Yom Kippur and Cancel Culture

We keep hearing a lot in the Media and in Academic papers about what has come to be referred to as “Cancel Culture”, meaning the removal from the table of civil discussion of all those who express disagreement with the accepted Orthodoxy(ies) of Academic life. It has spilled into the general society to include disagreement(s) with what has come to be accepted as “political correctness” and even used as a club to hit over the head those who express opinions others disagree with. In other words, the denial of acceptability of any kind of disagreement with what a particular group considers “social consensus”.

Yom Kippur begins with the recitation of the introductory formula of the Kol Nidre: “By the Authority of the Court on High and by the authority of the court down here, by the permission of One Who is Everywhere and by the permission of this congregation, we hold it lawful to pray with sinners”. This is followed by the Kol Nidre itself, which annuls the prohibitions, obligations, and oaths we imposed upon ourselves over the twelve months preceding the recitation of the Kol Nidre. In other words, the cancellation of all our oaths and promises that remained unfulfilled. In principle, there seems to be a parallel with the Cancel Culture. Let us dig a bit deeper into the comparison.

The Cancel Culture reflects the unwillingness to confront diverging opinions, on the basis that they are considered invalid and null insofar as they oppose the perceived “Social consensus”. This so called “Social Consensus”, however, is not Universal. It refers to the social consensus within the group asking for the cancellation of dissent. In other words, it reflects the denial of alternative opinions because they challenge the beliefs of a group. In some cases, this can go even further and cancel historical facts which contradict the beliefs of the group… such as “The Holocaust is a hoax”; “There was never a Jewish Temple on the Temple Mount”; “Present day Jews have no connection with Biblical Jews”, etc. And it cuts both ways, since some also claim “There has never been a Palestinian People”; “Arabs got out of the way so that the Arab armies could kill all Jews and they could come and claim what the Jews had – there were no expulsions”, etc.

And the cancel culture applies not only to the big issues, but also to day-to-day. Organizations many times need to erase part of their history in order to pretend it never happened, because sometimes acknowledging a past mistake makes its members uncomfortable. So entire periods of time are “whitewashed” from the organization’s history. It is more comfortable.

The Kol Nidre Service starts with the aforementioned legal formula to make it acceptable to pray with sinners because it accepts the fallibility of Human beings, and therefore every one of us is potentially a sinner. If we were to exclude all the people who committed transgressions, there would be congregation or even minyan – and the whole idea of Yom Kippur would be pointless. Once we accept that, the text of the Kol Nidre is also telling us that we may have promised things we could not deliver and releases us from the obligations we imposed upon ourselves with it (them). Again, the formula of the Kol Nidre accepts we are fallible, and we do unwise things – it gives us a chance to correct ourselves, to change.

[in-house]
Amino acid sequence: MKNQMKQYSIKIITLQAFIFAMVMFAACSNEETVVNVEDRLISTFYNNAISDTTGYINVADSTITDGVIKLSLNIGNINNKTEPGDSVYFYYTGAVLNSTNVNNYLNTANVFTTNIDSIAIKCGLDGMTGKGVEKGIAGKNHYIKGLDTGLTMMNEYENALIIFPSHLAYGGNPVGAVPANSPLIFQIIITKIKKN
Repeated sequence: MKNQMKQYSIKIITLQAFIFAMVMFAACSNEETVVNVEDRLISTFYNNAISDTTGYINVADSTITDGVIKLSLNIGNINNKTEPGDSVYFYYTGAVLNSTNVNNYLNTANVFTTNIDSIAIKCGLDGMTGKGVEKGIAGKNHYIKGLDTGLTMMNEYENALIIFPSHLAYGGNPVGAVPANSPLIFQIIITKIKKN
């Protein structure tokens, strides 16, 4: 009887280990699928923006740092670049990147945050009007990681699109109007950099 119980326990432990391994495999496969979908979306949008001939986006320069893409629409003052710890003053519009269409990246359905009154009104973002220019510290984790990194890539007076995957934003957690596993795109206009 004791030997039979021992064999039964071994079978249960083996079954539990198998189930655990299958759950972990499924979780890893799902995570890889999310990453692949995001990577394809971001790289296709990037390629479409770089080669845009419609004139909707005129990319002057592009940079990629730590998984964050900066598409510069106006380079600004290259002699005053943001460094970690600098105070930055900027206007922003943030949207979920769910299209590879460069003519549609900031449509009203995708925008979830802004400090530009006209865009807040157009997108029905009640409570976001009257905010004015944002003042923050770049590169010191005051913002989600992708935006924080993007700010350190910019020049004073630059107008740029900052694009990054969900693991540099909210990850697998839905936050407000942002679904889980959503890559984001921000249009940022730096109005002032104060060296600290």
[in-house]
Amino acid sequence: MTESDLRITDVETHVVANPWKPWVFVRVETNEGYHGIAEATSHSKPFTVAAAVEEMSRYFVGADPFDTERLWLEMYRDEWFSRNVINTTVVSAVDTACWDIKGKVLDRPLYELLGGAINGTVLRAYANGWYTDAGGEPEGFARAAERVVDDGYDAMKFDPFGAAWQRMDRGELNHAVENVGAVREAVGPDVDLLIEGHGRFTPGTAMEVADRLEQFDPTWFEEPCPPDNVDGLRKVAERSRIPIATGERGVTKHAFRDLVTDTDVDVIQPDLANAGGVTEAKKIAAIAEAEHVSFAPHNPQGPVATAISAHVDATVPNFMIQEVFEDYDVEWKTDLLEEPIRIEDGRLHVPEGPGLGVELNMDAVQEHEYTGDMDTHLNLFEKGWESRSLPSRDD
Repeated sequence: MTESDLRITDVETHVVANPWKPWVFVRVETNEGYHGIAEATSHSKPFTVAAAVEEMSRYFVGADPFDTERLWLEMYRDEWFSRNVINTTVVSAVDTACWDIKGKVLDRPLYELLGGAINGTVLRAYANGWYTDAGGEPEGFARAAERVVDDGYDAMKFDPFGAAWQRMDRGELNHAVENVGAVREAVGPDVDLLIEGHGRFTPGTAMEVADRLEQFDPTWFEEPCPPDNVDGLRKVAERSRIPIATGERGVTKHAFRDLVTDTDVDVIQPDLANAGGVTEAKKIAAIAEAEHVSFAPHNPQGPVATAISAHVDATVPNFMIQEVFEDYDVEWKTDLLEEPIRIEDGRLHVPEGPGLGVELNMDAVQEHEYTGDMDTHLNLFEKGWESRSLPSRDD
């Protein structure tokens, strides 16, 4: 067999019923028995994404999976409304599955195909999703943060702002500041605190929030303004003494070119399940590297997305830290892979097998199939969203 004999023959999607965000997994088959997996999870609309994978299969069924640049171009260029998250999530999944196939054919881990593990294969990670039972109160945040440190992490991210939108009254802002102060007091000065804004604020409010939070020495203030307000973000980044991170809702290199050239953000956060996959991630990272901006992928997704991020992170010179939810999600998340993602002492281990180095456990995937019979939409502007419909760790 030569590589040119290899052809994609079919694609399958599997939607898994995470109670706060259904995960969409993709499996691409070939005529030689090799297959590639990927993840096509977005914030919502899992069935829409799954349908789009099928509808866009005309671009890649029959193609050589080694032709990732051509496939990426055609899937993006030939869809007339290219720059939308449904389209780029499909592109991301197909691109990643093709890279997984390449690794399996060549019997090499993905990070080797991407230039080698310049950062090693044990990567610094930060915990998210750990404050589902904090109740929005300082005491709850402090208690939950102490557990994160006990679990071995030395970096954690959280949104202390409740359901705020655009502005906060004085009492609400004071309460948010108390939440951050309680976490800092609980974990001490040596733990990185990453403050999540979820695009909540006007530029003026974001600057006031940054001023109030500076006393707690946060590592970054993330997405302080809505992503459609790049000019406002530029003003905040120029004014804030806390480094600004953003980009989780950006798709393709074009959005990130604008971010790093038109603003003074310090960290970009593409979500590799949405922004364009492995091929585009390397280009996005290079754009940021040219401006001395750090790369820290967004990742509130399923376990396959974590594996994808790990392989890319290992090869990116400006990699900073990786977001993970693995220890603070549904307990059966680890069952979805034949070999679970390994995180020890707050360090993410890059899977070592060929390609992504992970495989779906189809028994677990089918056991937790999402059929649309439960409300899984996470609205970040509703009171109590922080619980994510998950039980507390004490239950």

The very concept of Yom Kippur is based on the idea that we make mistakes, but we can correct them. It is based on the acceptance of our imperfection. It recognizes that Human beings sometimes behave like jerks, too. If we ask forgiveness from a fellow human being for something we did that affected him (her), and the other person does not give us the forgiveness we ask for, we can still obtain absolution. The sages said that if we ask the person forgiveness three times (three being a legal formulaic number in many contractual relationships in the ancient world), we can consider ourselves absolved. But absolution alone does not complete the process – we need to prove we have learned from out mistakes by changing our behavior and not repeating the offending actions of the past. Yom Kippur offers the opportunity to change not by denying the past or our past behavior but by embracing it and learning from it. It offers the opportunity to grow.

The Cancel Culture starts by assuming that what we see as the social consensus (of our group) is an undeniable Truth, and those who oppose it are not only mistaken but offensive. It reflects intellectual arrogance and ideological supremacy. It also reflects the conviction that those who follow the prescribed Orthodoxy are perfect and those who don’t are “sinners”. By denying the open competition of ideas (even those ideas we find contemptuous), we define Truth as that which we believe, and our Belief becomes the Truth. The identification of our ideas with the only possible Truth takes away the possibility of open discussion. And the open discussion of ideas has been in Human history the very engine of change and growth.

While Yom Kippur is an opportunity to take personal responsibility in order to reach absolution and grow, Cancel Culture promotes the idea of somebody else’s responsibility to accept our Truth – cancelling the possibility of growth and promoting the idea that absolution comes with the acceptance of established Orthodoxy. Since different groups have different ideas of what is the Truth, Cancel Culture leads, inevitably, to a breakdown in dialogue and the polarization of ideas.

In my opinion, Yom Kippur represents the hope for a better future and the belief in the power of learning and of Human Nature. Cancel Culture represents the fear of dissent and the denial of dialogue as an instrument of learning. Just my two cents…



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